J. PATRICK LEWIS
J. Patrick Lewis earned his Ph.D. in Economics at The Ohio State University (1974) and taught at Otterbein College in Westerville, Ohio until 1998. He has published extensively in the field of Economics. His articles and reviews have appeared in numerous academic journals, as well as The Nation, Technology Review, The Progressive, Chicago Tribune, San Francisco Chronicle, Cleveland Plain Dealer, and other newspapers and magazines. He has had seven short stories and over ninety poems published in literary journals. In 1991 he was awarded an Ohio Arts Council Individual Artist Grant for his adult poetry. In addition to writing and publishing short stories and poems, Dr. Lewis has published over 65 children’s books, many of them for major publishers. writes full-time, and has won many awards for these books. He also makes over 30 visits to elementary schools each year, keynotes at literature conferences, presents teachers’ workshops on introducing poetry in the classroom, and reviews children’s books for The New York Times. He can be reached via email at email@example.com and through his website www.jpatricklewis.com
BOOKS BY J. PATRICK LEWIS
Gulls Hold Up the Sky (Look Inside!)
By: J. Patrick Lewis
Format: Hardcover, 115 pp.
Hardcover: $14.95 (+ $3.99 shipping and handling)
Gulls Hold Up the Sky: Poems 1983–2010 by J. Patrick Lewis, an accomplished poet whose poems have been published in many poetry journals, including The Gettysburg Review, American Literary Review, The Adirondack Review, Spoon River Quarterly, and Santa Barbara Review. This collection of serious and light verse does what poetry is expected to do: challenge and move the reader to confront his/her own feelings, perceptions, and experiences of being alive. Gulls Hold Up the Sky is available for purchase from Laughing Fire Press, any online book retailer like amazon.com and barnesandnoble.com, and at your local bookstore.
Format: Trade Paperback, 144 pp.
Paperback: $13.95 (+$3.99 shipping and handling)
In this latest collection of adult poetry, J. Patrick Lewis continues to explore his experiences of nature, social and political issues, conflict, and changing values that go along with aging. As with Gulls Hold Up the Sky, he demonstrates his versatility with wordplay throughout the collection, but especially in a section of the book that contains light verse. Read the poem, “Porch Light,” from this collection.
PRAISE FOR J. PATRICK LEWIS
“Lewis writes with the pen of an angel. His imagery … is sheer beauty.”
— Publishers Weekly
“Here’s a guy who thinks that words are a blast and a poem nothing if not a playground.”
— New York Times Book Review
“Gulls Hold Up the Sky is a smashing collection of light verse and arresting poetry. If J. Patrick Lewis’s fame as a poet for the young has distracted notice from the broad sweep of his talent, P overdue gathering for adults should come as an eye-opener. Affectionate recollections of family, vivid glimpses of life in Russia (which the poet knows well), and surprising verbal pranks all keep us alert, wondering what will come next. With bracing wit, tremendous skill, and generous feeling, Lewis proves himself a poet for all ages, and—who knows?—maybe for the ages as well.”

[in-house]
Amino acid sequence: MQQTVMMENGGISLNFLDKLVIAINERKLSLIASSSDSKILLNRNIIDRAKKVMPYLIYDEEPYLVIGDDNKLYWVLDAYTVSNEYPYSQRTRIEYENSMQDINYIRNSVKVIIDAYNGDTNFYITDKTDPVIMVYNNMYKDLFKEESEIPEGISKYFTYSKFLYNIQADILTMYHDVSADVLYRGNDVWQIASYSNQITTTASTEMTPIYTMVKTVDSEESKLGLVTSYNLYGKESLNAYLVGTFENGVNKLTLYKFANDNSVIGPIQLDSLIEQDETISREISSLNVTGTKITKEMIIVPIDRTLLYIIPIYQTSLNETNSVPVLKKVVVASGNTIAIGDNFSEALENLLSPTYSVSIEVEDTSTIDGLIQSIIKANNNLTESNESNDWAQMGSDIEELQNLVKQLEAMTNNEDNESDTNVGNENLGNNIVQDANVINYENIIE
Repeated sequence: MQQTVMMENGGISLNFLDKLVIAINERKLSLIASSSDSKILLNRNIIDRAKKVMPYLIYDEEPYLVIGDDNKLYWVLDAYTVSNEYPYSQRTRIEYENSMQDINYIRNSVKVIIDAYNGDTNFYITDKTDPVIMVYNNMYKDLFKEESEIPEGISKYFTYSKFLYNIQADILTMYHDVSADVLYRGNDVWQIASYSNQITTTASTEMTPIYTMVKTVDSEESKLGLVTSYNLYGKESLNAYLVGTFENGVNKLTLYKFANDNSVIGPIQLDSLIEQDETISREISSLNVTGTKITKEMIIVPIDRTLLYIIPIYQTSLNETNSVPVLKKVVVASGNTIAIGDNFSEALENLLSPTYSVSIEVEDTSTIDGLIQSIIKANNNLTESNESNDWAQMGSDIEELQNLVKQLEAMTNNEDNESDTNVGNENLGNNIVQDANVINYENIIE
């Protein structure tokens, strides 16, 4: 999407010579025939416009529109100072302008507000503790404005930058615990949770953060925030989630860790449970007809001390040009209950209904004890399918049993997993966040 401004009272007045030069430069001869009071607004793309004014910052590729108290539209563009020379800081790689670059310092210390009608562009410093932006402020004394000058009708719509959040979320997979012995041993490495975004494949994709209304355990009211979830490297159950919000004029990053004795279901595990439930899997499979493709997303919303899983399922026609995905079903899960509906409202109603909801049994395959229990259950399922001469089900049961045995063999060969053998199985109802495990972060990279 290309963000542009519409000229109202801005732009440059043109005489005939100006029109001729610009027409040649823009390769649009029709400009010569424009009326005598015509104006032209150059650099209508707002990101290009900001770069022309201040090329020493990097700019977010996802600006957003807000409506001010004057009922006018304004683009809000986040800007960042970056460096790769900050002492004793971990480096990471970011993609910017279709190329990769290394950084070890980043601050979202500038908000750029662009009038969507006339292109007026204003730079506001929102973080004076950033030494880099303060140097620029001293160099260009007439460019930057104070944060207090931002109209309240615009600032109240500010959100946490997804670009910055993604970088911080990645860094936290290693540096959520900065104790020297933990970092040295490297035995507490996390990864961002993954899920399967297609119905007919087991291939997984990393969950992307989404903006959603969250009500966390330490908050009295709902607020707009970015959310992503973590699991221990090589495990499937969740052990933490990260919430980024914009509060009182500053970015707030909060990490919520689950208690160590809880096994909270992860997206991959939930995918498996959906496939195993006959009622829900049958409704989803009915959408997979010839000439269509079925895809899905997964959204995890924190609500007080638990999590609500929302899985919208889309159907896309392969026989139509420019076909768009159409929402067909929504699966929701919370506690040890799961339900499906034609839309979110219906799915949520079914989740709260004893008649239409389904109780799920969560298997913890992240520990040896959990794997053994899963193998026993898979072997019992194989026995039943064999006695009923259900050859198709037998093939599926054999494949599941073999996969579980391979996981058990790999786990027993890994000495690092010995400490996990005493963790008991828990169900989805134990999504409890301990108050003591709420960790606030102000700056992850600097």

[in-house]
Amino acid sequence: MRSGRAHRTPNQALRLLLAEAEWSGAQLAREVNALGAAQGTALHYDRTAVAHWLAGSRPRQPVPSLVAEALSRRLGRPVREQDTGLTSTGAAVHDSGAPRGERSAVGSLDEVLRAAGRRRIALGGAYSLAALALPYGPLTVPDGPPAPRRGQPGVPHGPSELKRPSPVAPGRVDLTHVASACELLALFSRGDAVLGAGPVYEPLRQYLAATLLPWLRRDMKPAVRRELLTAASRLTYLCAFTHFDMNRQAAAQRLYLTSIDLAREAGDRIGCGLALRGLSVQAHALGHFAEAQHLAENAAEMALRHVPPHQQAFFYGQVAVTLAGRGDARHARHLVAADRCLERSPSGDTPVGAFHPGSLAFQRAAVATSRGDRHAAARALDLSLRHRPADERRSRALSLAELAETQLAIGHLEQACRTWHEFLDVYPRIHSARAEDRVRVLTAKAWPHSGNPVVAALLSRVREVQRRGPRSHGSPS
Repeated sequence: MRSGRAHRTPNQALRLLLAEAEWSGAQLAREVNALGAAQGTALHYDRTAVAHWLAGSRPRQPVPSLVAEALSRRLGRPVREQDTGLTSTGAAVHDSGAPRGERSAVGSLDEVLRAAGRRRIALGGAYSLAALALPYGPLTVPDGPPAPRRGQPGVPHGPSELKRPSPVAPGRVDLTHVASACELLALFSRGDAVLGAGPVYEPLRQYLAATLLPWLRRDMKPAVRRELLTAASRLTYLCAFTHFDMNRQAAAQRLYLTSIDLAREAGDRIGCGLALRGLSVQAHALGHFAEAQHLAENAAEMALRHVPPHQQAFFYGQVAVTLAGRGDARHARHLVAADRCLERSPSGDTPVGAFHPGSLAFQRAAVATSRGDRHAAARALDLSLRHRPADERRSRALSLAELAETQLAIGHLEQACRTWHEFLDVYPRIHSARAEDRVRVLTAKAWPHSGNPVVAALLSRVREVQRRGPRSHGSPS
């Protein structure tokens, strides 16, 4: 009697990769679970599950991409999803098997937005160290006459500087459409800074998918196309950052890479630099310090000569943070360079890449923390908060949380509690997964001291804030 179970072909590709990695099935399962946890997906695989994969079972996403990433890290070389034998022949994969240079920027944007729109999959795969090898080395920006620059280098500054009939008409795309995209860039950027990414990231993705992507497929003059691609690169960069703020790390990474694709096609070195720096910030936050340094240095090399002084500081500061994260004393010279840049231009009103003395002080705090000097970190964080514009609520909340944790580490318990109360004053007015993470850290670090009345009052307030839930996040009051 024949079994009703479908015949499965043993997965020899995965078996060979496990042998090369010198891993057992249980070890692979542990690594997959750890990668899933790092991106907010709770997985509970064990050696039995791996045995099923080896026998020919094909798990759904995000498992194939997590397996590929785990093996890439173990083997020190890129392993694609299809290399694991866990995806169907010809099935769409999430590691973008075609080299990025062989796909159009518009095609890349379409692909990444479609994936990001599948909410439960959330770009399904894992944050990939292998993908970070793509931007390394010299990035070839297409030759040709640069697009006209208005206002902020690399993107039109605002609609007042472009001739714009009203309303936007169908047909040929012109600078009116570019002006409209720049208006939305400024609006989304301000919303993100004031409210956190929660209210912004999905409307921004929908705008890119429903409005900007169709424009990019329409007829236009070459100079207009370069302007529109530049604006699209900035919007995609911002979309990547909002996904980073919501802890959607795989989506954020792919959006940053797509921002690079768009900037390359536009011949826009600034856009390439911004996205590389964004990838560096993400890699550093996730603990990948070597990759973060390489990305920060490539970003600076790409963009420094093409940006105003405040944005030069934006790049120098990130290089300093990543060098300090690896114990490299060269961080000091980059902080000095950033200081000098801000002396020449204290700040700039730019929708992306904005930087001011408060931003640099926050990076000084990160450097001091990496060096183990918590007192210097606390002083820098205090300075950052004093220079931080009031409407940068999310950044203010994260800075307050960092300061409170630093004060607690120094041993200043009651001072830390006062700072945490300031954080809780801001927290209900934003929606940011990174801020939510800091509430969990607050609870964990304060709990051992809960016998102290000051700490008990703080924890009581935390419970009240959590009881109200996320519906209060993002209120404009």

— X.J. Kennedy, author of Peeping Tom’s Cabin: Comic Verse, 1928–2008, Boa Editions, Ltd.; Dark Horses: New Poems, Johns Hopkins; The Lords of Misrule: Poems—1992–2001, Johns Hopkins, and many other books.
“Patrick Lewis’s metaphors are both polished and raw, thought out and yet sprung full blown from an imagination as rich as any ancient storyteller’s. A marten is ‘the turncoat/of violent mouth hungering for small/excellencies,’ its prey ‘scarlet entertainments.’ His mother’s life nailed: ‘She was trying to kiss him/and hold the camera still and bring forth/something human out of bitterness.’ And bits of smart wisdoms (the two don’t always hang together) like: ‘could have been your epitaph if it had not become your albatross.’ And historical poems—some rhymed, some unrhymed—as in the calligraphy of saints he calls ‘Ecstatics’ with St. Joseph of Copertino ‘goofy as a mayfly.’ And of one woman in the New Orleans Ninth Ward after the hurricane and flood, he states, ‘Her miracle went to a passerby.’ In almost the next breath he will have you giggling about the fight between Hemingway and Max Eastman, or writing: ‘Alice Munro/Does for short stories/What Rubik/Did for a cube. . .’ If you do not know his name yet—you will. But first, oh first, know his sharp, observant, rich, tapestried poems.”
—Jane Yolen, author of The Radiation Sonnets, Algonquin; Among Angels, Harcourt; Owl Moon, Philomel; and many other books.